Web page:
Psychiatry has at various times in its history been misused in detaining political dissidents and justifying eugenics programs of the 20th century. The founding father of psychoanalysis Sigmund Freud spoke of Religion as an illusion maintaining that it was a fantasy structure from which man must be set free if he is to grow in maturity. Freud viewed “God” as being a version of the father figure and religious beliefsas essentially infantile and neurotic. Freud’s protégé Carl Jung however took an altogether more sympathetic view of religion and was particularly interested in the positive appreciation of religious symbolism. Jung feltthat the question of God’s existence was unanswerable by the psychoanalystand adopted a strictly agnostic stance on religion generally.

Dr Koenig states his interest in the subject, he is funded by the centre for Spirituality Theology and Health at Duke University but he is also at pains to point out that maladaptive religious beliefs should be challenged and where they are contributing to or intertwined with a psychopathology then a respectful but neutral stance is best adopted initially.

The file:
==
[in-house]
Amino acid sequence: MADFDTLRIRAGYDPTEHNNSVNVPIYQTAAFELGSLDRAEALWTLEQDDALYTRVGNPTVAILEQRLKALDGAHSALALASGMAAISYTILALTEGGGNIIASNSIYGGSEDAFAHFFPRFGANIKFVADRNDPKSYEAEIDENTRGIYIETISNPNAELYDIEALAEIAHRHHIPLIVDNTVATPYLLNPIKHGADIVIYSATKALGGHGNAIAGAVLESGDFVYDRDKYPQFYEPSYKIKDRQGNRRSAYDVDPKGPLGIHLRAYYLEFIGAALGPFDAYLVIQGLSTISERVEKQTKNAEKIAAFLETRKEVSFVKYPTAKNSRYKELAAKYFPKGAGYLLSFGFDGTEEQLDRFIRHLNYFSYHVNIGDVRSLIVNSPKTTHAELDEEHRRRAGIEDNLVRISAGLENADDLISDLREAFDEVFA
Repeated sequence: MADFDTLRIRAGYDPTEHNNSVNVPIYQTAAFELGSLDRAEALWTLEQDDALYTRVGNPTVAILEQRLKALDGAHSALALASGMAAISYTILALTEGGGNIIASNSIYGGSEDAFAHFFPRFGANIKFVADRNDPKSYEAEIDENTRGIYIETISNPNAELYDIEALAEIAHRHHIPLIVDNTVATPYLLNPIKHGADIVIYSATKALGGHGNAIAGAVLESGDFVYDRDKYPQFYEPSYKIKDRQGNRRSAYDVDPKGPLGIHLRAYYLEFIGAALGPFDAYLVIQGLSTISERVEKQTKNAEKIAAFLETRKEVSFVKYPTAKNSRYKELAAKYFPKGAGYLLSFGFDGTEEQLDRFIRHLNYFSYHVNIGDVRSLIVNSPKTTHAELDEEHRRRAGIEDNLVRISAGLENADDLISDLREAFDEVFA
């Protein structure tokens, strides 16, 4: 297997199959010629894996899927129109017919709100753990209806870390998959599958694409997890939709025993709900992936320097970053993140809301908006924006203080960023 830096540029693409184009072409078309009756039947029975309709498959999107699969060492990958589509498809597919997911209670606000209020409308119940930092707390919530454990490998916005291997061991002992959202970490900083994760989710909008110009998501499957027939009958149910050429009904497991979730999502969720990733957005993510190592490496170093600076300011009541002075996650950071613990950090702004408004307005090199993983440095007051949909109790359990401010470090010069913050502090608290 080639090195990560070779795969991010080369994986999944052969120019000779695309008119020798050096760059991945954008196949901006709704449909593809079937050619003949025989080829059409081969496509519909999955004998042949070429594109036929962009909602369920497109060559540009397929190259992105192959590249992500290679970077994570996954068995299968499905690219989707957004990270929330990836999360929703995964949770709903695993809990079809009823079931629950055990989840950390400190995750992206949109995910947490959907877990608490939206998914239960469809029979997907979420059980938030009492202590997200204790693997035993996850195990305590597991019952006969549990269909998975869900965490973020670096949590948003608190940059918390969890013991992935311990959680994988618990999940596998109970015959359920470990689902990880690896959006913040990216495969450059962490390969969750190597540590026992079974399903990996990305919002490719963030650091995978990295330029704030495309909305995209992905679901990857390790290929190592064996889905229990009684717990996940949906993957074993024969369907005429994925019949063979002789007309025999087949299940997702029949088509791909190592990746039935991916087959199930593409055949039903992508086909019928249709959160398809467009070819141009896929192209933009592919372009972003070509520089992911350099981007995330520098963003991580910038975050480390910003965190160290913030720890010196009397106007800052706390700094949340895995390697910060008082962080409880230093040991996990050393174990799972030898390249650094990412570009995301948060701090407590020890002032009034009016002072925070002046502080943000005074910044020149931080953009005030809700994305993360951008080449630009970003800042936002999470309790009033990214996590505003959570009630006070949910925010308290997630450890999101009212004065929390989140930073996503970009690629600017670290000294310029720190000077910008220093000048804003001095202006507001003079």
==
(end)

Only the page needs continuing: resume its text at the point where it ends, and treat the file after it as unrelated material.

Quoting from the World Christian database Koenig states that only 12%of the British population is non religious and that atheists comprise just1.4 % of the population. Against this background Koenig advocates the taking of a “spiritual History” as well as a psychiatric and medical one. The spiritual history should he says

“gather information about the patients religious background and theirexperiences during childhood, adolescence and adulthood and determine whatrole religion has been played in the past and plays now in coping with present life problems”

Negative as well as positive experiences with faith and clergy are ofimportance as are theological questions such as disappointment with unanswered payers and the belief in a personal God. Dr Koenig makes the valid point that certain religious beliefs can conflict with certain treatment options and doom those therapies to failure. Dr Koenig advocates gently probing the patient’s spiritual beliefs even if the patient is not religious or returning at a later date if resistance is metwith once a firm therapeutic alliance has been established.

Most controversial perhaps is Dr Koenig’s suggestion that in certain cases praying with a patient can have a powerful positive therapeutic effect. Dr. Koenig is at pains to point out that this can be a potentially dangerous intervention and should never occur until the psychiatrist has a complete understanding of the patients spiritual beliefs and it should only be done at the patients request and if the psychiatrists feels comfortable doing it.